Next, we compare Van De Beek statistically with United’s midfielders to see what he brings to the table. All players who played in the 3 midfield roles in Ole’s 4-2-3-1 have been considered. These 7 players are Bruno Fernandes, Paul Pogba, Scott Mctominay, Fred, Nemanja Matic, Andreas Perriera and Jesse Lingard. Only stats for the 19/20 league season have been considered. While the Eredivisie vs Premier League difference will obviously be there, this comparison should serve as a good indication.

Firstly it must be said that VDB played 23 of the 25 Eredivisie games this season. Over the last 2 seasons he played in all 34 games in each season for Ajax coming on as a substitute only 5 times in this stretch. His fitness is impeccable and a big pro given Pogba’s regular niggles. 

His goals per 90 is 0.38 inferior only to Bruno at 0.61 who has had an amazing period since joining the club. Scott is the next closest at 0.2. Donny’s shots on target % is highest at 36% beating Bruno (35%) and Pogba (33%). His shots on target per 90 is 0.75 inferior only to Bruno (1.06) and Andreas (0.85). His goals per shots is the highest at 0.18 beating Scott (0.13) and Bruno (0.1). These stats indicate a player who is an adept and efficient scorer. VDB guarantees goals without being wasteful. He is a player who picks his moments and possesses immense technique and finishing prowess. Unlike Bruno, he is not too trigger-happy and rarely attempts long-range shots. Smart off-the-ball movement to ghost into good areas and well-placed finishes are the two big traits that fans can look forward to. He has already shown a glimpse of this in his substitute appearance against Luton this season.

He scored 8 goals last season matching Bruno’s half-season tally while being far ahead of any other United midfielder. His 5 assists also rank him second after Bruno (7) placing him second-best in terms of goal threat. This is confirmed with his strong G+A per 90 stat of 0.61 only bested by Bruno again (a ridiculously good 1.14) while being far ahead of Pogba at 0.25. These signify Donny’s goal threat. While Ole has markedly improved United’s defence conceding 20 less goals in the league compared to the 18/19 season to bring the goals conceded stat to 36 (only bested by Liverpool and Manchester City in the 19/20 season by 4 and 2 goals respectively), the goals scored stat hasn’t improved much going from 65 to 66 goals from 18/19 to 19/20. While this can be attributed to Lukaku leaving, Greenwood settling in and Martial’s first full season playing as the centre-forward, Ole will want more goals. A full season with Bruno should help that but Van De Beek chipping in with a few goals and assists will help as well. If more firepower is what Ole is looking for, he is getting that with VDB for sure.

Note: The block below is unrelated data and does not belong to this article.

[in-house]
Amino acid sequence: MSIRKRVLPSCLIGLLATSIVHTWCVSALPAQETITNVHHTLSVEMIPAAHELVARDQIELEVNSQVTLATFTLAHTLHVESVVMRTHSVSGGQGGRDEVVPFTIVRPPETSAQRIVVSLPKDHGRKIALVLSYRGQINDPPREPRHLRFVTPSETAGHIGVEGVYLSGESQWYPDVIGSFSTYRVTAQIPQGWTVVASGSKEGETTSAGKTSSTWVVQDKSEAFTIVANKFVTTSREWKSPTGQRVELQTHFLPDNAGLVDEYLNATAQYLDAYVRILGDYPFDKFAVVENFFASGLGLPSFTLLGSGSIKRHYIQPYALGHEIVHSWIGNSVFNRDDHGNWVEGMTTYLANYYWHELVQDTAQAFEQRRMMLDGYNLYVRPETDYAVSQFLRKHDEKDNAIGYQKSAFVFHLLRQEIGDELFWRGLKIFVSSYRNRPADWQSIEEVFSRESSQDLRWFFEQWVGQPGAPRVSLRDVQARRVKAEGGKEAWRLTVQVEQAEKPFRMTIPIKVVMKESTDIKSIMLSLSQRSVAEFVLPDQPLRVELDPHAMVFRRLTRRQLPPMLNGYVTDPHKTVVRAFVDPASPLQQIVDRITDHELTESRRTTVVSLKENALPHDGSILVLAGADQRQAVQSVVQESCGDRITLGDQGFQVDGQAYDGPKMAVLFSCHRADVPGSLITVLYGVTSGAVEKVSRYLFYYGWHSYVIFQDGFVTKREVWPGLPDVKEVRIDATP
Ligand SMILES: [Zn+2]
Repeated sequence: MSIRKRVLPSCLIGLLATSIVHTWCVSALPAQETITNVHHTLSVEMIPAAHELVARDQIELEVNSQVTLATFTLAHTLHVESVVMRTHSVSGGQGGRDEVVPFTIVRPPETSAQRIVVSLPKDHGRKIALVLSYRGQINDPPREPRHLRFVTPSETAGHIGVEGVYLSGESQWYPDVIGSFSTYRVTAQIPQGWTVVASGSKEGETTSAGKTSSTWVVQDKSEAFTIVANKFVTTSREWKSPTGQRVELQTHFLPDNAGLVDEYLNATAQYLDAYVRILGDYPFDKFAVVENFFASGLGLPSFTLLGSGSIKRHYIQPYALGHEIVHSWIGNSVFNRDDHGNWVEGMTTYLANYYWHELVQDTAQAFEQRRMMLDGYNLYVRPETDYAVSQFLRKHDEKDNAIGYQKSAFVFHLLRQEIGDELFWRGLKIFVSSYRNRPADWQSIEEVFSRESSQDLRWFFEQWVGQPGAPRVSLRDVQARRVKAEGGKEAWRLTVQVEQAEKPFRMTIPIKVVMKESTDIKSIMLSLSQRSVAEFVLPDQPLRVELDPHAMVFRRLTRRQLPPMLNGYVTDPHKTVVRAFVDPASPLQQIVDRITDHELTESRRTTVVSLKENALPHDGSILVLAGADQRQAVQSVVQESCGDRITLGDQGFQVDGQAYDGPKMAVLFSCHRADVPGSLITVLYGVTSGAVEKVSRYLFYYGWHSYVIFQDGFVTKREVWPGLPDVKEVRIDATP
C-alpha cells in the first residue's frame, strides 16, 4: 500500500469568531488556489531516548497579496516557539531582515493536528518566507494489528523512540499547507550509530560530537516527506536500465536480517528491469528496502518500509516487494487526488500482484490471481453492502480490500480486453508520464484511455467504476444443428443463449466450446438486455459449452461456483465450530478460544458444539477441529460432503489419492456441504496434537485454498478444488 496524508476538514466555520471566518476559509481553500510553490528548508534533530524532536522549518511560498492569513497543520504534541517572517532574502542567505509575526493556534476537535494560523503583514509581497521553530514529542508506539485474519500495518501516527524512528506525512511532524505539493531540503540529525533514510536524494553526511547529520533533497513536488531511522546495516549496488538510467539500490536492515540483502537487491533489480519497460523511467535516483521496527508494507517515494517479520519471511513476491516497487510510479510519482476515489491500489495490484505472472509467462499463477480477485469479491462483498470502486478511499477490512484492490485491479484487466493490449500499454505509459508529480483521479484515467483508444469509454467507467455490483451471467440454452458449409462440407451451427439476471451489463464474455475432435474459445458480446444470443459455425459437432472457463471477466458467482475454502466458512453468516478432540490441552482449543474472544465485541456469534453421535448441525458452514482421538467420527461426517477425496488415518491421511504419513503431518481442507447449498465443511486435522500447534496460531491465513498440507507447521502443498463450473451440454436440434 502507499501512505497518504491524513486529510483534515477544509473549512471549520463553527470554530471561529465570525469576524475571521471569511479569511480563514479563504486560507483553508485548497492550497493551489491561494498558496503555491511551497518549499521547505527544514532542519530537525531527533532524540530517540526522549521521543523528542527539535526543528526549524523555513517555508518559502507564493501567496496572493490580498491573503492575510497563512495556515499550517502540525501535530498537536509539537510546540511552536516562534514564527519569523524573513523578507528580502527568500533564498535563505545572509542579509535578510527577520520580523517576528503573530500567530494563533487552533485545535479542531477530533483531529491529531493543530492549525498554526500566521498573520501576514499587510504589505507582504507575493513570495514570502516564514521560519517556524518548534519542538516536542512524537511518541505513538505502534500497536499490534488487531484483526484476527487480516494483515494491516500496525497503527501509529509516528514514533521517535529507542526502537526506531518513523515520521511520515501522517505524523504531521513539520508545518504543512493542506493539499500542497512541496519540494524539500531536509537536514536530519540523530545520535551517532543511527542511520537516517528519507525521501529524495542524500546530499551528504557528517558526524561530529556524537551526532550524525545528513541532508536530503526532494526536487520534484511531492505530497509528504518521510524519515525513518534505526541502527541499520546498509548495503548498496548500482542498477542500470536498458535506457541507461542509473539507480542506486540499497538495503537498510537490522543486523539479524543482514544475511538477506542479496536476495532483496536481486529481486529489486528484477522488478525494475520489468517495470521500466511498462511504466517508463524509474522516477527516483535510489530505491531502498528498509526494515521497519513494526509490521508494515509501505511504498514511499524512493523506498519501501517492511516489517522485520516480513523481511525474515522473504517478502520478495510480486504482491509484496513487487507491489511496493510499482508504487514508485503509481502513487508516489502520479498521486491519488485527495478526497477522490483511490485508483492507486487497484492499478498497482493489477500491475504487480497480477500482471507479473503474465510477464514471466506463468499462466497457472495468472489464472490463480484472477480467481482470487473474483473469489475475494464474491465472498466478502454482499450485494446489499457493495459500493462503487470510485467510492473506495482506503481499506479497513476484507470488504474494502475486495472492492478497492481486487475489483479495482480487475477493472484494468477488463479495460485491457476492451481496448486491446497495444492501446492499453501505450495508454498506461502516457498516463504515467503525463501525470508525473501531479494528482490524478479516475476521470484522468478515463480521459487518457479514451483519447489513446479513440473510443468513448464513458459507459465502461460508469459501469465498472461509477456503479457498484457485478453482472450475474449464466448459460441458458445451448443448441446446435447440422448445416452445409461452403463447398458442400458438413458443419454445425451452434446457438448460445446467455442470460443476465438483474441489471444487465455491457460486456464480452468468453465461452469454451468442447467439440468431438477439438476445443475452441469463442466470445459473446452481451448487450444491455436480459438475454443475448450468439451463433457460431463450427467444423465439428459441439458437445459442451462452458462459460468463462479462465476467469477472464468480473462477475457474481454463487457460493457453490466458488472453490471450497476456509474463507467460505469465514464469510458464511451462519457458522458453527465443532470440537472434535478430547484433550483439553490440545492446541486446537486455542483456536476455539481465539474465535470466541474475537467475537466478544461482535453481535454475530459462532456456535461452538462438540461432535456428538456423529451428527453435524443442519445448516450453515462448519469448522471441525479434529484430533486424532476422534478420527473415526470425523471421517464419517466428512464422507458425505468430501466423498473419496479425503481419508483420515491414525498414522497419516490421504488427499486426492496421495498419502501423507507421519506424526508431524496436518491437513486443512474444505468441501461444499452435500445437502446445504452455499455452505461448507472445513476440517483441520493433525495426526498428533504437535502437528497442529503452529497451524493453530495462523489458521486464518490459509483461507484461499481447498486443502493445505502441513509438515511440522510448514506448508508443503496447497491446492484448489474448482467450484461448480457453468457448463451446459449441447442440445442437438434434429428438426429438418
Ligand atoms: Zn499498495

An underrated part of Donny’s game is the defensive aspect. While his best work undoubtedly comes in advanced areas of the game, he is no passenger in the defensive phase showcasing intense pressing and a penchant for crunching tackles in key moments of the game. The stats highlight these as well. His tackles won per 90 is 1.22 bested only by Fred (2.13) and Scott (1.57) who have both played in much deeper and ball-winning roles this season. Donny beats Bruno (1.06), Matic (1.1) and Pogba (1.19) indicating what a good tackler he is despite his attacking traits. His interceptions per 90 are also decent at 0.75 surpassed by Scott (1.68), Fred (1.58) and Matic (1.31) who play much deeper than him. Pogba at 0.37 and Bruno at 0.68 are the next best. This fits really well with Ole’s requirements of a hard-working ball-winning midfielder. The only thing Donny can be accused of not being a master of is playmaking. His key passes, chances created and through balls aren’t especially great indicating playmaking isn’t his strength. He prefers to be on the end of assists with his intense off-the-ball runs which fits well with the likes of Pogba, Rashford, Martial and Bruno who now have another partner to find in the attacking phase while deconstructing defences.